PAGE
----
An appeals court in Russia has freed one of the jailed members of punk band Pussy Riot while upholding the sentences handed down to the two remaining members in prison.
The court judge said on Wednesday that he would suspend the sentence for 30-year-old Yekaterina Samutsevich, while leaving the two-year jail sentences for Nadezhda Tolokonnikova, 22, and Maria Alyokhina, 24, unchanged.
In August the three band members were jailed for two years on grounds of hooliganism motivated by religious hatred after performing a "punk prayer" in Moscow's main Orthodox cathedral imploring the Virgin Mary to rid Russia of Vladimir Putin, the president.
The appeals court judge ruled that Samutsevich's sentence should be suspended since she had been thrown out of the cathedral by guards before she could participate in the performance.
The three women had maintained that their performance was a political protest and that they did not have anything against the Orthodox contingent of Russia.
While the reaction to the protest within Russia was met with shock by many, the controversial case sparked a global outcry with Western governments condemning the sentencing.
Madonna lent support during one of her own concerts condemning the decision as disproportionate.
Describing the scenes outside the courtroom, Al Jazeera's Robin Forestier-Walker said: "There have been cheers regarding Yekaterina's freedom and obviously disappointment as well for the two girls who will serve out their two-year sentences.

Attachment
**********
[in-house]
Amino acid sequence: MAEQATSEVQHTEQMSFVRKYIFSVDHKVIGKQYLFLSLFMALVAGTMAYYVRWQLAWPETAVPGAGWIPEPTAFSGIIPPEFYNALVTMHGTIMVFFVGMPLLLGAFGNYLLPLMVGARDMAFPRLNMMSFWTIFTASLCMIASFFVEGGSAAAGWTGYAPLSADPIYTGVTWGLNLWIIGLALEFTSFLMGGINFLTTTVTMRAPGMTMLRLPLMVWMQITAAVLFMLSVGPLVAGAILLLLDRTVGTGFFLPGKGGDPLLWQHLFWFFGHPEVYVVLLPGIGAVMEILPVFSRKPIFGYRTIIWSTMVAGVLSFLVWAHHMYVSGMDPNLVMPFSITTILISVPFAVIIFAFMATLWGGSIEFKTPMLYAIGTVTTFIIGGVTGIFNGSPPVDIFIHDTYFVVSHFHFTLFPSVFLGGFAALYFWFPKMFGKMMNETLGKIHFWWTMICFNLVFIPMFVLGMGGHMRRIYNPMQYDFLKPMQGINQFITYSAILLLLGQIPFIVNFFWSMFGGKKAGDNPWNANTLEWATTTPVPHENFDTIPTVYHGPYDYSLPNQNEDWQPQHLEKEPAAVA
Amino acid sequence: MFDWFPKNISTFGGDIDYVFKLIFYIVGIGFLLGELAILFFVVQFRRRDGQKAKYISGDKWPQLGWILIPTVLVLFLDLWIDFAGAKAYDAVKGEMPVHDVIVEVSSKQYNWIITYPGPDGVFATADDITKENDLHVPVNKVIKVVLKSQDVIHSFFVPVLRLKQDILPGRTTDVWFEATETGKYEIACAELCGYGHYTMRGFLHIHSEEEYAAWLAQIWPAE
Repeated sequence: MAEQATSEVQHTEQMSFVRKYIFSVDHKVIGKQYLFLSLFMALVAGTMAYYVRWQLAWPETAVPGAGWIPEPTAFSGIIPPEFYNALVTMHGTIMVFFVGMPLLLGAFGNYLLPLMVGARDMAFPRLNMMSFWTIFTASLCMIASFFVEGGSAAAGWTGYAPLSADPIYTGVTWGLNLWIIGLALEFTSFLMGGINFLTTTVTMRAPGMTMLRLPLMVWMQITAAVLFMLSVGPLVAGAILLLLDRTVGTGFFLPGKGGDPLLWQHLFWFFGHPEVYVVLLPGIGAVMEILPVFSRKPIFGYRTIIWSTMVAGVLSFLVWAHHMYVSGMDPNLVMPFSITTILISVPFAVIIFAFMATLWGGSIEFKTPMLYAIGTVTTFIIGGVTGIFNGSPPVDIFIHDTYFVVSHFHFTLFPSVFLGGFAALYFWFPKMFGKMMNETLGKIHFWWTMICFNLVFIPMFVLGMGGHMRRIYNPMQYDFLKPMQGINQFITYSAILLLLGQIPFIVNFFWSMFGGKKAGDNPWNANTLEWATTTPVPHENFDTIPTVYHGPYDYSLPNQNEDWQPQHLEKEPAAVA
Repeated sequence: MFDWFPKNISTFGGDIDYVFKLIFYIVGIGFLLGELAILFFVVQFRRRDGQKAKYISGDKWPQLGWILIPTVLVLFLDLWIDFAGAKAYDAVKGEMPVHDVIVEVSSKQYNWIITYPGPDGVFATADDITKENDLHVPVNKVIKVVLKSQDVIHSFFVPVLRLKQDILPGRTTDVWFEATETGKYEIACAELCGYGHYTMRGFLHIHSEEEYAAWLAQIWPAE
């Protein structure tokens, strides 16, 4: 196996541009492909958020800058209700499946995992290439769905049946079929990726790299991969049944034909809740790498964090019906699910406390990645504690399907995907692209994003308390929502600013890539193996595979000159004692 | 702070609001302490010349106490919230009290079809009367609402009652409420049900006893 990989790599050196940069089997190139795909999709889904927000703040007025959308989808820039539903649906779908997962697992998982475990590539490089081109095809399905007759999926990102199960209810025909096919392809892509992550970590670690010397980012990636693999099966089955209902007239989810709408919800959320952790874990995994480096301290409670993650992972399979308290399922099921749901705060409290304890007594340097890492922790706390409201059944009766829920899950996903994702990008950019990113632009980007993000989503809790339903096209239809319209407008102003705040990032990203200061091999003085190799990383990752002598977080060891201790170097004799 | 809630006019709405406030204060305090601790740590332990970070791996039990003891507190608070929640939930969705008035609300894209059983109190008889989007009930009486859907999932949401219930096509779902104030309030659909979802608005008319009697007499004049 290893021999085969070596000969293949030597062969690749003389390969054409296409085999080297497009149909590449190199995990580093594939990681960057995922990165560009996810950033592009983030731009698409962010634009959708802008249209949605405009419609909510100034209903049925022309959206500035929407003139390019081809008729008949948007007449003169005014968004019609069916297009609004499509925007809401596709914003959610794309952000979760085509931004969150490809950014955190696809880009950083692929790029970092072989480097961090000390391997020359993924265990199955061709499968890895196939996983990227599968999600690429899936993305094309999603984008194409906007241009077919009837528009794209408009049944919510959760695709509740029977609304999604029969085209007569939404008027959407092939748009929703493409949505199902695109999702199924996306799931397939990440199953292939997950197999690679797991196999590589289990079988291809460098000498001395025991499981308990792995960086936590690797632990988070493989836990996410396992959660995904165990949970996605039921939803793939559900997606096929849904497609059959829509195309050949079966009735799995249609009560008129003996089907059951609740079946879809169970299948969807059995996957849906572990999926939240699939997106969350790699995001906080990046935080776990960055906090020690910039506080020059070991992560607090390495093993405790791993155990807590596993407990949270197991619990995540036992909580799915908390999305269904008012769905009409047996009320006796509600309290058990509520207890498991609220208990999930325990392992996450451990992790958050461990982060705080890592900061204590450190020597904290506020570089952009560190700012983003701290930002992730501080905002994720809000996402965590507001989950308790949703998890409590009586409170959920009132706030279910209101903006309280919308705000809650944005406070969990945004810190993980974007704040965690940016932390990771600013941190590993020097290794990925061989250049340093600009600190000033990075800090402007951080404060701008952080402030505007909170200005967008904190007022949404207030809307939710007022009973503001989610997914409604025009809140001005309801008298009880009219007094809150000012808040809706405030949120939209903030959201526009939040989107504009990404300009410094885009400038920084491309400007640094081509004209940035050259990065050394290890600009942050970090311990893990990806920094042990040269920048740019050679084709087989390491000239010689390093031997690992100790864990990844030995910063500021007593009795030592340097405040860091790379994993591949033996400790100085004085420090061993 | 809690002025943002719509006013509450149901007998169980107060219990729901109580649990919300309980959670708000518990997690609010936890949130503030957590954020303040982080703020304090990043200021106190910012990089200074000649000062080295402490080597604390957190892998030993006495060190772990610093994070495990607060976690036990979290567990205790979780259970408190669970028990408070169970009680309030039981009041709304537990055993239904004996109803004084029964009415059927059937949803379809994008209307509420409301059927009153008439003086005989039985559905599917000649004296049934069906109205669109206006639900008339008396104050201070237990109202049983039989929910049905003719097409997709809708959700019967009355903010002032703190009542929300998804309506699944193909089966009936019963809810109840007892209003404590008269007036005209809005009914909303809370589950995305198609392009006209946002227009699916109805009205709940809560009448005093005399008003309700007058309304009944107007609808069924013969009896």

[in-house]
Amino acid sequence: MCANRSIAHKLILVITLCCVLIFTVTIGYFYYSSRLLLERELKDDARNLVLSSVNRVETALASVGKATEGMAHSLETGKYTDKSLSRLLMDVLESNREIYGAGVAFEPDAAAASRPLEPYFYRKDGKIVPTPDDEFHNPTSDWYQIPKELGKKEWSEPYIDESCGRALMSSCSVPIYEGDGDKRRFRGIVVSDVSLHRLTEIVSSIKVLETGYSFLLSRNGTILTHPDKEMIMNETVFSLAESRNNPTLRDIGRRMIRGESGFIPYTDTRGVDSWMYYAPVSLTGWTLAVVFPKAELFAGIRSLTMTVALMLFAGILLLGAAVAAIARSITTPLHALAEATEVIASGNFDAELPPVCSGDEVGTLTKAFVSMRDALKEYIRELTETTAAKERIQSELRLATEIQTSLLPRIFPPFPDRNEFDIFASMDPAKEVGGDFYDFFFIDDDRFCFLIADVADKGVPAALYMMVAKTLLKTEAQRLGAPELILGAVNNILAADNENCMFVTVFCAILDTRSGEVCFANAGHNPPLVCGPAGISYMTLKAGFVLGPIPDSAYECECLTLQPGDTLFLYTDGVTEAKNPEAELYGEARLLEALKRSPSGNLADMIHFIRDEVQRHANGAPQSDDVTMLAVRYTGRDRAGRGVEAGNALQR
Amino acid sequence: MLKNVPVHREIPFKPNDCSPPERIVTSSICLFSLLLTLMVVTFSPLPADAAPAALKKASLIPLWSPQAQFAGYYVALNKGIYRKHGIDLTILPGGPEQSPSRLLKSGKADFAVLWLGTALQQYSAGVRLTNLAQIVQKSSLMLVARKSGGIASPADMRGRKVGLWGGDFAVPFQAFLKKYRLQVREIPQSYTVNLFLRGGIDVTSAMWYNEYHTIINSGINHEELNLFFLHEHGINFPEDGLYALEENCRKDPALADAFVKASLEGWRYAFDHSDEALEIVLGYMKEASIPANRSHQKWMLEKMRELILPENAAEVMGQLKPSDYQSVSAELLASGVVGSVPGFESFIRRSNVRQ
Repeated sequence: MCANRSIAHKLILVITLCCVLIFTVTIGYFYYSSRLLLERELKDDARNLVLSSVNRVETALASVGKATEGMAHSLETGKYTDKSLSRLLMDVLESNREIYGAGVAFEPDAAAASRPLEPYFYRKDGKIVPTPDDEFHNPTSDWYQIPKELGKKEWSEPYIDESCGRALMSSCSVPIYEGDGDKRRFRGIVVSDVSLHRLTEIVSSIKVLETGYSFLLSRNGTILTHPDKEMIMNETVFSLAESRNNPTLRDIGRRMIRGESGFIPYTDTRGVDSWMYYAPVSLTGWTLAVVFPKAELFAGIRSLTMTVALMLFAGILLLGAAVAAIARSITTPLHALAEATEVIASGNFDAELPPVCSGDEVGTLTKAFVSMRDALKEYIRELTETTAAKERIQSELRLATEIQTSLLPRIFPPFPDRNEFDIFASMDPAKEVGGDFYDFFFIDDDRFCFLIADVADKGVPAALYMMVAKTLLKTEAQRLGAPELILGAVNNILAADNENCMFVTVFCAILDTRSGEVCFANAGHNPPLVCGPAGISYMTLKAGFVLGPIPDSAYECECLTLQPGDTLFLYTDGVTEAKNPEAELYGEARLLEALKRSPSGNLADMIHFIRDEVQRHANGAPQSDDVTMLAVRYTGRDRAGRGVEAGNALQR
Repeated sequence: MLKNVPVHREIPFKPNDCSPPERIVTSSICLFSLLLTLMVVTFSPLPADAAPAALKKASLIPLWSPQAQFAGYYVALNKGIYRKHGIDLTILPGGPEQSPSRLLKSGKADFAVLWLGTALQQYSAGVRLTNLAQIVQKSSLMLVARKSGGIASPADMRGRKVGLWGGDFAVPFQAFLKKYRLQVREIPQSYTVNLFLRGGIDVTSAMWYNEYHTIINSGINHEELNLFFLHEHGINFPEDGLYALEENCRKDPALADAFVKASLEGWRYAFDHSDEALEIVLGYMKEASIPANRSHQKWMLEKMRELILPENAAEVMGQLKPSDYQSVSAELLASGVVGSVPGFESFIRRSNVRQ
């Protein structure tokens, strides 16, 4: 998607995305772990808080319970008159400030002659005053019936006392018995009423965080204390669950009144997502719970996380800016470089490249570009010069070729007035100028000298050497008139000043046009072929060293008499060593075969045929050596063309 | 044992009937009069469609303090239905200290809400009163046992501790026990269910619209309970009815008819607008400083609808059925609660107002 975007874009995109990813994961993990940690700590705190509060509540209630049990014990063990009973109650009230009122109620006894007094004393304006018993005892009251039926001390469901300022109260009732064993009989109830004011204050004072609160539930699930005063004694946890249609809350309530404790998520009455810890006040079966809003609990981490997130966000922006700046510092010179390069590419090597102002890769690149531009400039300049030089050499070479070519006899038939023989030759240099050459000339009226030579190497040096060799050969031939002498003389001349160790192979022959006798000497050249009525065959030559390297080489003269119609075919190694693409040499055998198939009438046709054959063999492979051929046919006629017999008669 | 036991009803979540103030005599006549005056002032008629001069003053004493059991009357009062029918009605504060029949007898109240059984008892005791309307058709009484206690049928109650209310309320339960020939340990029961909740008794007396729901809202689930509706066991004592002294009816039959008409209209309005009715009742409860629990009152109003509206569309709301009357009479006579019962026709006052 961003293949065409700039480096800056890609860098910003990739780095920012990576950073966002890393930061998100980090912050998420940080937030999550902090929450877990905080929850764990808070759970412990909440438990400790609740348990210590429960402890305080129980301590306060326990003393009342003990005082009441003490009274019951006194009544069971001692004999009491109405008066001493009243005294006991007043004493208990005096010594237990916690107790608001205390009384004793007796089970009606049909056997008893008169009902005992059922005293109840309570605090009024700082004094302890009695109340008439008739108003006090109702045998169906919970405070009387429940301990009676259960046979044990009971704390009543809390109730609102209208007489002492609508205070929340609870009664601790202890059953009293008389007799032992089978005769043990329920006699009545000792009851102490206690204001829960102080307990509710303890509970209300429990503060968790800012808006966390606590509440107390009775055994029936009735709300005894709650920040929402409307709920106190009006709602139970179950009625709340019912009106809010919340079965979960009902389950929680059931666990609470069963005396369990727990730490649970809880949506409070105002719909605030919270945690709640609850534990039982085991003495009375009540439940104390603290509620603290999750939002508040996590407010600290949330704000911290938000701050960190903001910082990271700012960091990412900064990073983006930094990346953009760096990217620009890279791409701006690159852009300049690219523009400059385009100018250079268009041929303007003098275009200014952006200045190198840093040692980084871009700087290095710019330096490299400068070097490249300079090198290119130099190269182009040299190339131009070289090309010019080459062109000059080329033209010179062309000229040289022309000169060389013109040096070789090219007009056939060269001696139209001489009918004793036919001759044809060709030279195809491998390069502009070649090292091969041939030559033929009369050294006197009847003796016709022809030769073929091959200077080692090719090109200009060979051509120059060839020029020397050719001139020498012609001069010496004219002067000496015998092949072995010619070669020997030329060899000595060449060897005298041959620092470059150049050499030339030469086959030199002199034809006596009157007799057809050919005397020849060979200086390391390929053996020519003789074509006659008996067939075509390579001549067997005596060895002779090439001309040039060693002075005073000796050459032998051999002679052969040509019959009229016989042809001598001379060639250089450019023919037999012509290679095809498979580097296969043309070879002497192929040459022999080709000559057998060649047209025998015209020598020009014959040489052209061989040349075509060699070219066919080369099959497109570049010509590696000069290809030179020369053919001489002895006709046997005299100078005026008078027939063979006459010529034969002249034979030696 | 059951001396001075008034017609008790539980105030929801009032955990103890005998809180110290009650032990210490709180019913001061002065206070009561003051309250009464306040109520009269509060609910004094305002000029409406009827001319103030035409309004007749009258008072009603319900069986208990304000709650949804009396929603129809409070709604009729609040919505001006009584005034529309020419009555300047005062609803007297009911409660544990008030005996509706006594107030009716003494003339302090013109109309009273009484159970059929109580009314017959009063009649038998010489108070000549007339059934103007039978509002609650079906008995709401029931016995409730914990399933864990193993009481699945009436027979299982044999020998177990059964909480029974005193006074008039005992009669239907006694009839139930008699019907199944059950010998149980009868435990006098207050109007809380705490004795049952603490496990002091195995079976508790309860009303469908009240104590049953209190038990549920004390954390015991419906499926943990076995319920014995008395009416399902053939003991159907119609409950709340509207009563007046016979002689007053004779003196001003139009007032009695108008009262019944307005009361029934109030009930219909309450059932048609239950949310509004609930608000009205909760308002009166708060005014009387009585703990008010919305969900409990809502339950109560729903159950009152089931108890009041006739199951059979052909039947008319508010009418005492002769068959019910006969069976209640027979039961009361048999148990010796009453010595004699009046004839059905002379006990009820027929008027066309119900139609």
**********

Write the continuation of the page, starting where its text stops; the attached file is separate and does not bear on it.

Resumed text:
He added that there were also Orthodox Christians outside the court saying that the women were influenced by "the Devil".
"As they would put it, this court was effectively recognised as the hand of god and effectively this is a decision that should stand," he said.
Earlier this week, Putin said in an interview to mark his 60th birthday that the band members had got what they deserved.
After Putin’s comments, relatives and lawyers for the punk band complained that political interference would mar and ruin their chances of a fair hearing adding that Putin's comments on the case had compromised the appeal.
Samutsevich's father, Stanislav, told the Reuters news agency on Tuesday: "After Putin's comments, I don't think lawyers can do anything anyway,"
Their protest was intended as an acerbic comment on the close ties between the Kremlin and Russia's dominant church.
Church leader Patriarch Kirill had given Putin, then prime minister, unofficial but clear support in his successful campaign for a third presidential term earlier this year.
Opposition to the Kremlin said the jail terms were part of a clampdown on dissent that has produced restrictive laws and criminal cases against critics of Putin since he began his latest six-year term in May.